Yanfen Cui^{1}, Zhizheng Zhuo^{2}, and Xiaotang Yang^{3}

^{1}Department of Radiology, Shanxi Province Tumor hospital, Taiyuan, China, ^{2}MR Clinical Sciences, Philips Healthcare Greater China, Beijing, China, Beijing, China, ^{3}Shanxi Province Tumor Hospital, Taiyuan, China

### Synopsis

A novel non-Gaussian diffusion model based on fractional order calculus (FROC) were successfully applied to diffusion MRI of rectal cancer. Statistically significant differences in D and β values are observed between rectal cancer and villous adenoma (p < 0.001), indicating that individual or combined parameters from the FROC diffusion model may be useful as imaging biomarkers in predicting the biological properties of rectal cancer in clinical practice.

### Purpose:

Water molecular diffusion in vivo tissue is much more complicated. Over the past decades, many non-Gaussian diffusion model has been increasingly used for rectal cancer characterization and treatment evaluations, including intravoxel incoherent motion (IVIM)[1], stretched-exponential model (SEM)[2],diffusion kurtosis model(DKI) [3], and others. Taking into account of anomalous diffusion in locally heterogeneous tissue structures and environment, a novel non-Gaussian diffusion model based on fractional order calculus (FROC) had been successfully applied to diffusion MRI of pediatric brain tumors and prostate cancer[4-5], however, no study is relation to rectal cancer. Therefore, the purpose of our present study was to expand the utility of FROC model to rectal diffusion MRI, and investigate the feasibility of using a set of new parameters from the FROC model to differentiate rectal cancer and villous adenoma.### Methods:

This retrospective study was approved by our institutional review board and written informed consent was waived. 38 patients with RC and 15 patients with villous adenoma, who had underwent surgery confirmed, were enrolled in this study. All patient underwent pre- treatment MRI examination at 3.0 T scanner (Achieva; Philips Healthcare, Best, The Netherlands) with 8-channel phased array torso coils, including T2-weighted imaging (T2WI), diffusion-weighted imaging (DWI) and contrast enhanced T1-weighted imaging. DWI was performed using a single-shot EPI sequence with multiple b-values (b = 0, 700, 1400, and 2100 s/mm2). Key acquisition parameters for DWI were as follows: TR/TE = 4,000/80 ms; flip angle= 90°; parallel imaging acceleration factor = 2; slice thickness = 3 mm, no slice gap; field of view (FOV) = 25 cm × 25 cm; matrix = 256 ×256; Total imaging time for DWI = 3 min 51 s. The FROC diffusion model was applied to fitting the multi-b-value diffusion dataset on a pixel-by-pixel basis using the following equation: S/S0=exp{-Dμ2(β-1)(γGdδ)2β[Δ-(2β-1) δ/(2β+1)]} [4], where the spatial fractional order β (dimensionless) is correlated to the degree of tissue heterogeneity and the spatial quantity μ (in units of μm) is related to the diffusion mean free length[4-5]. In data fitting, the initial D value was estimated by a mono-exponential fitting model using data acquired at b-values ≤ 1000 sec/mm2, allowing a direct comparison with ADC value. All image processing and analysis were performed using customized software developed in Matlab (Mathworks Inc, MA). For each patient, Regions of interests (ROIs) were manually drew on DWI maps with b= 1400 or 2100 sec/mm2 along the border of the tumor, and excluded the cystic, necrosis and hemorrhage areas by referring to the conventional MR images, by one experienced radiologists who were both blinded to all the clinical information. Mean values and standard deviations of D, β and μ were calculated from the tumor ROIs for each patient. Since a strong correlation between D and μ has been reported previously[4], our analysis was limited to D and β. Student’s t-test or Mann-Whitney U-test, receiver operating characteristic(ROC) curves were used for statistical analysis. All statistical analyses were performed using SPSS 19.0(IBM, New York, NY, USA) and MedCalc 15.8 (MedCalc,Mariakerke, Belgium).### Results:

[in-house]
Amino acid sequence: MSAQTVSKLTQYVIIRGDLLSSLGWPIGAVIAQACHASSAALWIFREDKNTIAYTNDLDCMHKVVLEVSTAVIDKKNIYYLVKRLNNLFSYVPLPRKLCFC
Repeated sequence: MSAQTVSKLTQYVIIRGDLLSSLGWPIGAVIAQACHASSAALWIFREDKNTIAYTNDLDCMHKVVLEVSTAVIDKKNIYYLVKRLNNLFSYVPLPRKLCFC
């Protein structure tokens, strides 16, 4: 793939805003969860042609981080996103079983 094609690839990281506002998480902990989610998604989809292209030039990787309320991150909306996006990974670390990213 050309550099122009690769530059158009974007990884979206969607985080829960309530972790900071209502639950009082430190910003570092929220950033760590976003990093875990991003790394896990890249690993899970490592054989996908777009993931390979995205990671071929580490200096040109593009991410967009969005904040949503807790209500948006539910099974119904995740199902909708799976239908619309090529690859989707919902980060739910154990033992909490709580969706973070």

Representative maps of D (E, F), β (G, H) from one representative patient in each of the two groups (left column: rectal cancer; down: villous adenoma) are shown in Fig.1. The D and β values for each group are summarized in. Fig. 2. Statistically significant differences in D and β values are observed between rectal cancer and villous adenoma (p < 0.001). In addition, Figure 3 and Table 1 illustrates the ROC curves, in which AUC for D, β were 0.912 and 0.879, respectively. Meanwhile, combination of D and β values showed a relatively higher AUC(0.935) than D or β alone, with the sensitivity and specificity were 81.58% and 93.33%, respectively.### Discussion and Conclusion:

Our results demonstrate that there is a significant difference in FROC parameters between the rectal cancer and villous adenoma. Decreased D values were found in rectal cancer, likely corresponds to increased cellularity and decreased extracellular space as compared to benign villous adenoma. The new parameter β was shown to reveal the tissue heterogeneity/complexity. The rectal cancer cells packed more tightly were associated with increasing tissue homogeneously at the microstructural level, resulting in higher β values, when compared to villous adenoma. This finding indicates that individual or combined parameters from the FROC diffusion model may be useful for rectal tumor characterizing. Further investigation is required to determine whether FROC metrics are useful as imaging biomarkers in predicting the biological properties of rectal cancer in clinical practice.### Acknowledgements

This work was supported by the fund of Science andTechnology Project of Shanxi Province (No. 20150313007-5).### References

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